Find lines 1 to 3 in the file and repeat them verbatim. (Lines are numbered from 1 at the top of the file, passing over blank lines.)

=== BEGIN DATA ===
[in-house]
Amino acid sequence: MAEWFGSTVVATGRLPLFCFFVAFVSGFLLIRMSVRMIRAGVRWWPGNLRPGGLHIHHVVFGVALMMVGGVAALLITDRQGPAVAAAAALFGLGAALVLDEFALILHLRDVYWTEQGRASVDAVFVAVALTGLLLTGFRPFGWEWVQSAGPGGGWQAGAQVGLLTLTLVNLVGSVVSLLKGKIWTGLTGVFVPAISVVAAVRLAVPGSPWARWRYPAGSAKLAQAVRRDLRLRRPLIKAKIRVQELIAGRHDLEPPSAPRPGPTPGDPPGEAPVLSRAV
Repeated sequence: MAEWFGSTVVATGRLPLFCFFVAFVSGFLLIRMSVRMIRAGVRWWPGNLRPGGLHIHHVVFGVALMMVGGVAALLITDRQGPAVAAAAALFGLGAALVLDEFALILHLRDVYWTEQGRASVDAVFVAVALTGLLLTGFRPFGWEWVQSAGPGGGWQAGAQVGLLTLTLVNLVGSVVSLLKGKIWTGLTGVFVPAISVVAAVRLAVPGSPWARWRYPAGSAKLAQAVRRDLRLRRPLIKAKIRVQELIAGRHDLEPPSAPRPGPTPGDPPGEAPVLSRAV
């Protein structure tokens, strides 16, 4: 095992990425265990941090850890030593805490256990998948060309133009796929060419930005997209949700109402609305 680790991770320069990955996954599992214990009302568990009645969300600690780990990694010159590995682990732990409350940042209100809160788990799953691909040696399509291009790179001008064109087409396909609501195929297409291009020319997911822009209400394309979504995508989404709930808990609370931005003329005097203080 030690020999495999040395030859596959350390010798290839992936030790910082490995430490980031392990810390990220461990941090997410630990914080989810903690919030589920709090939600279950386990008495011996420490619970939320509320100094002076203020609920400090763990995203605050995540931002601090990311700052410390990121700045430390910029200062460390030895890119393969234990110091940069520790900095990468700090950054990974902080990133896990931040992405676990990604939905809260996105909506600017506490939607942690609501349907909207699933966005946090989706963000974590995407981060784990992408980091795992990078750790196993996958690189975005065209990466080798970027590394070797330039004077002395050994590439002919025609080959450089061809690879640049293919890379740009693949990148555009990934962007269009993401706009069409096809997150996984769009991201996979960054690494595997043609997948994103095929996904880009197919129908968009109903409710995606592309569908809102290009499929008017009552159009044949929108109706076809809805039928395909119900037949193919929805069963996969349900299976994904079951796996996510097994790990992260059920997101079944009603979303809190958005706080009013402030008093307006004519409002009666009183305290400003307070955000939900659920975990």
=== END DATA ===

[in-house]
Amino acid sequence: MAEWFGSTVVATGRLPLFCFFVAFVSGFLLIRMSVRMIRAGVRWWPGNLRPGGLHIHHVVFGVALMMVGGVAALLITDRQGPAVAAAAALFGLGAALVLDEFALILHLRDVYWTEQGRASVDAVFVAVALTGLLLTGFRPFGWEWVQSAGPGGGWQAGAQVGLLTLTLVNLVGSVVSLLKGKIWTGLTGVFVPAISVVAAVRLAVPGSPWARWRYPAGSAKLAQAVRRDLRLRRPLIKAKIRVQELIAGRHDLEPPSAPRPGPTPGDPPGEAPVLSRAV
Repeated sequence: MAEWFGSTVVATGRLPLFCFFVAFVSGFLLIRMSVRMIRAGVRWWPGNLRPGGLHIHHVVFGVALMMVGGVAALLITDRQGPAVAAAAALFGLGAALVLDEFALILHLRDVYWTEQGRASVDAVFVAVALTGLLLTGFRPFGWEWVQSAGPGGGWQAGAQVGLLTLTLVNLVGSVVSLLKGKIWTGLTGVFVPAISVVAAVRLAVPGSPWARWRYPAGSAKLAQAVRRDLRLRRPLIKAKIRVQELIAGRHDLEPPSAPRPGPTPGDPPGEAPVLSRAV